Le Potager du Marais, Paris

It’s been a while since I updated after my last study module and moving house… so it was a couple of months ago we went to Paris now, but I’d like to review a particularly excellent vegan restaurant there.

Eating vegan in Paris
On the whole, eating as a vegetarian or vegan is Paris is not actually that difficult, despite what the mind conjures when you think of traditionally French food. Yes, they tend to not let any part of the animal escape the cooking pot, generally speaking. But with a combination of forward planning and fortunately stumbling upon places, I did pretty well. It was certainly less of a herbivore’s headache than Brussels, but that’s another blog entry entirely. We stayed in Marais, in the troisième arrondissement. I chose this because the majority of the vegan/veggie restaurants are around here, but it was a lovely place to stay generally, kind of like an upmarket Soho.

Le Potager du Marais

This is the first place we ate when we arrived in Marais, for lunch. I’d already read La Potager du Marais Google reviews and printed off a location map. So in my heart of hearts I think I already knew what I was going to order. Vegan boeuf bourguignon <3 My dad always used to make the traditional version of this dish, served with mashed potato – one of my favourites. To my delight it was served with a big pile of garlicky vegan mash! How did they pull off the missing beef? Seiten. Hail seitan! Apologies, bad joke. Been watching a bit too much Vegan Black Metal Chef. (Check it out, the guy’s hilarious and there’s some good recipes.)

A quick note on Seiten…
Seitan is just a wheat gluten fake meat, think we most commonly use soy protein in the UK (as far as I’ve seen). They’d cooked it up to be soft, fall apart in your mouth and have a really similar texture to the stewed beef traditionally used in this dish, very convincing.

Back to the food
You’ll obviously never perfectly replicate the intense taste of beef and beef stock with vegan alternatives, but it certainly tasted like a hearty, delicious stew with realistic mock meat. I was also overjoyed to actually eat French food in France, rather than having to opt for other types of cuisine because it’s easier to find non-meat dishes in say, Asian restaurants. So this was an excellent start to the weekend. Here is a photo of my dish in all its glory:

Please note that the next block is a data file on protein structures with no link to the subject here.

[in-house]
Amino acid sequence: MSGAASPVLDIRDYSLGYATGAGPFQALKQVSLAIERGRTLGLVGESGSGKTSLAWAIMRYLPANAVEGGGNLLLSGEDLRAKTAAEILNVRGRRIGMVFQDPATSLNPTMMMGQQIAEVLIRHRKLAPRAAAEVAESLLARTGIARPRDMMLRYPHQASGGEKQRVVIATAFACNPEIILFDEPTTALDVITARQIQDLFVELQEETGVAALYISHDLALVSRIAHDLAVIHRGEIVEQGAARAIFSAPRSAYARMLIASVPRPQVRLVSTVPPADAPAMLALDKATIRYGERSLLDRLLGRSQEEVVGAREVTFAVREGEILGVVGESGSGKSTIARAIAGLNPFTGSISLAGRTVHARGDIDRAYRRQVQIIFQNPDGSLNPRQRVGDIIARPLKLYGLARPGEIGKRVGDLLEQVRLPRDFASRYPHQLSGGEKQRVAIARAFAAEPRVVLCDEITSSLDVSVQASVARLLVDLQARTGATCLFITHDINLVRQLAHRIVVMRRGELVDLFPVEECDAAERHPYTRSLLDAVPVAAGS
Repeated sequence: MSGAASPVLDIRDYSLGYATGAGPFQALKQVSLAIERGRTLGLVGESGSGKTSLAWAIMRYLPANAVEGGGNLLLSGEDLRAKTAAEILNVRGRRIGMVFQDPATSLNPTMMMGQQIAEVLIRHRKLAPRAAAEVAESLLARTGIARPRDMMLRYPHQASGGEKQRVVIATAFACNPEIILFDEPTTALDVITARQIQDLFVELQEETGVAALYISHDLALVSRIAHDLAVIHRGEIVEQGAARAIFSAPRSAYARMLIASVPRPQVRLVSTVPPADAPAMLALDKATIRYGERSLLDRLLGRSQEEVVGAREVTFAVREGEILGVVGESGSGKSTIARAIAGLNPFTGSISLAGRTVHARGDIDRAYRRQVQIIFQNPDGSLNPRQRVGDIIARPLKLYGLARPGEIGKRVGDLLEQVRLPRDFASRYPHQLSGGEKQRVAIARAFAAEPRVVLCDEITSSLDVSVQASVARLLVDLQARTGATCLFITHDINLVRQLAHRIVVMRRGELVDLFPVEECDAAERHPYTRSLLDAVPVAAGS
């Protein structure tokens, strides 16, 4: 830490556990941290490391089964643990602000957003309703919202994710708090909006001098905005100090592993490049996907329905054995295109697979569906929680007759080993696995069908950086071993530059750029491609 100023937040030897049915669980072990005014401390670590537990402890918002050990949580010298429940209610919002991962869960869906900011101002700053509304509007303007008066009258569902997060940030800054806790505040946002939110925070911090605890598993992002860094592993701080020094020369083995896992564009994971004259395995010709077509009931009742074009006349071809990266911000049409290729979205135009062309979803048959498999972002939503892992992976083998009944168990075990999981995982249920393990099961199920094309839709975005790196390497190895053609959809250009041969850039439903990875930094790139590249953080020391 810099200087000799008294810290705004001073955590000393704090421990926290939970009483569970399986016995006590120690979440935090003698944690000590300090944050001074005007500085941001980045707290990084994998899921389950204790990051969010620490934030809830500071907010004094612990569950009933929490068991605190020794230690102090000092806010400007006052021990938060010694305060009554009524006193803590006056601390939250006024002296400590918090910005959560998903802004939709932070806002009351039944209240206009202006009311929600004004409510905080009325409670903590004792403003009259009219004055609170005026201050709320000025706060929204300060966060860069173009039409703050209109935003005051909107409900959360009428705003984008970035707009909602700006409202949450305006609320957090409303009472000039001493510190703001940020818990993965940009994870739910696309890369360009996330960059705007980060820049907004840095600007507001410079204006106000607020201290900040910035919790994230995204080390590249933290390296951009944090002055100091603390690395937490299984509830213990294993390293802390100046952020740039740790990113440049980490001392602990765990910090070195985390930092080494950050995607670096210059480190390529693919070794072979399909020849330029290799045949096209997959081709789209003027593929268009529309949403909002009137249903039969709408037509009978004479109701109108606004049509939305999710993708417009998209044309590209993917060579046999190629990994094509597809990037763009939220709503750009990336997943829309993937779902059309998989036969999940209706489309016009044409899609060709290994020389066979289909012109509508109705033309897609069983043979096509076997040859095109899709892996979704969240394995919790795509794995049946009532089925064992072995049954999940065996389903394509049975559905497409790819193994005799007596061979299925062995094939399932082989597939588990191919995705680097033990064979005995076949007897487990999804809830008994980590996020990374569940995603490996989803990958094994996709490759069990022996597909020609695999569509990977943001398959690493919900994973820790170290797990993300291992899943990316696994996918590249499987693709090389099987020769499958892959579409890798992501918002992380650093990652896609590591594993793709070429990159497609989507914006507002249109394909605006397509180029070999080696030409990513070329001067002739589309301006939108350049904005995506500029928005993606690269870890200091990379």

Vegan boeuf bourguignon La Potager Du Marais

The service was amazing considering the place was filling out by that point (about 1pm… ) – there seemed to be one chef and one waiter. They were attentive, friendly and made every effort to talk English after hearing our attempts at murdering their language ;)

The food was a little expensive, but having said that they are an independent set up with bills to pay and high quality organic produce to source. We also can’t blame them for the rubbish exchange rate at the moment between the Pound Sterling and the Euro, plus Paris was expensive full stop. So I think in comparison to other places in Marais, this place really wasn’t overpriced. Especially since price is about perceived value – and my lunch was worth every cent :)

Don’t just take my word for it
As well as the Google reviews there’s a whole host of excellent reviews on Trip Advisor, where people are usually the hardest to please. Also Le Potager du Marais website is still under construction, so you can find the address and phone number etc through Trip Advisor too.

I highly recommend this place if you’re visiting Paris.

Vegan flapjacks

I figured I really needed to update this so I’m going to share the flapjack recipe that I used last weekend to make flapjacks to fulfil myself & my partner’s sweet cravings at work this week. This will be a nice simple post today as I’m feeling a little delicate after a friend’s 30th birthday last night (after posting about all the vegan beer I can drink last time around… and before I hear any tuts of derision I used the Cancer Research Dryatholon Golden Ticket for last night, so I’ll be donating extra!)

So, anyway, delicious flapjacks! They really do taste the best with the golden syrup but you can substitute all/some of this with agave nectar if you want to make a healthier version.


  • 225g of any vegan margarine
  • 225g of muscovado sugar
  • 85g of golden syrup
  • 280g of porridge oats

How to make

1. Pre-heat oven to 180 degrees C & grease the baking tin you’ll use.
2. On a low heat melt the marg, sugar and syrup together.
3. Add the porridge oats and stir in well ensuring they’re all covered evenly.
4. Bake for about 30 mins, until the mixture is a golden colour. Leave to stand for 10 mins and then cut into squares.

Here’s a picture of mine before we cut them up (s’cuse the grubby hob top!):


You can add fruit or seeds to these, but I prefer them plain. Enjoy! :)

New year, new vegan

So just a quick 2013 first post. Admittedly I’ve not updated for ages, but considering no one reads this yet, I think I’m forgiven automatically (!)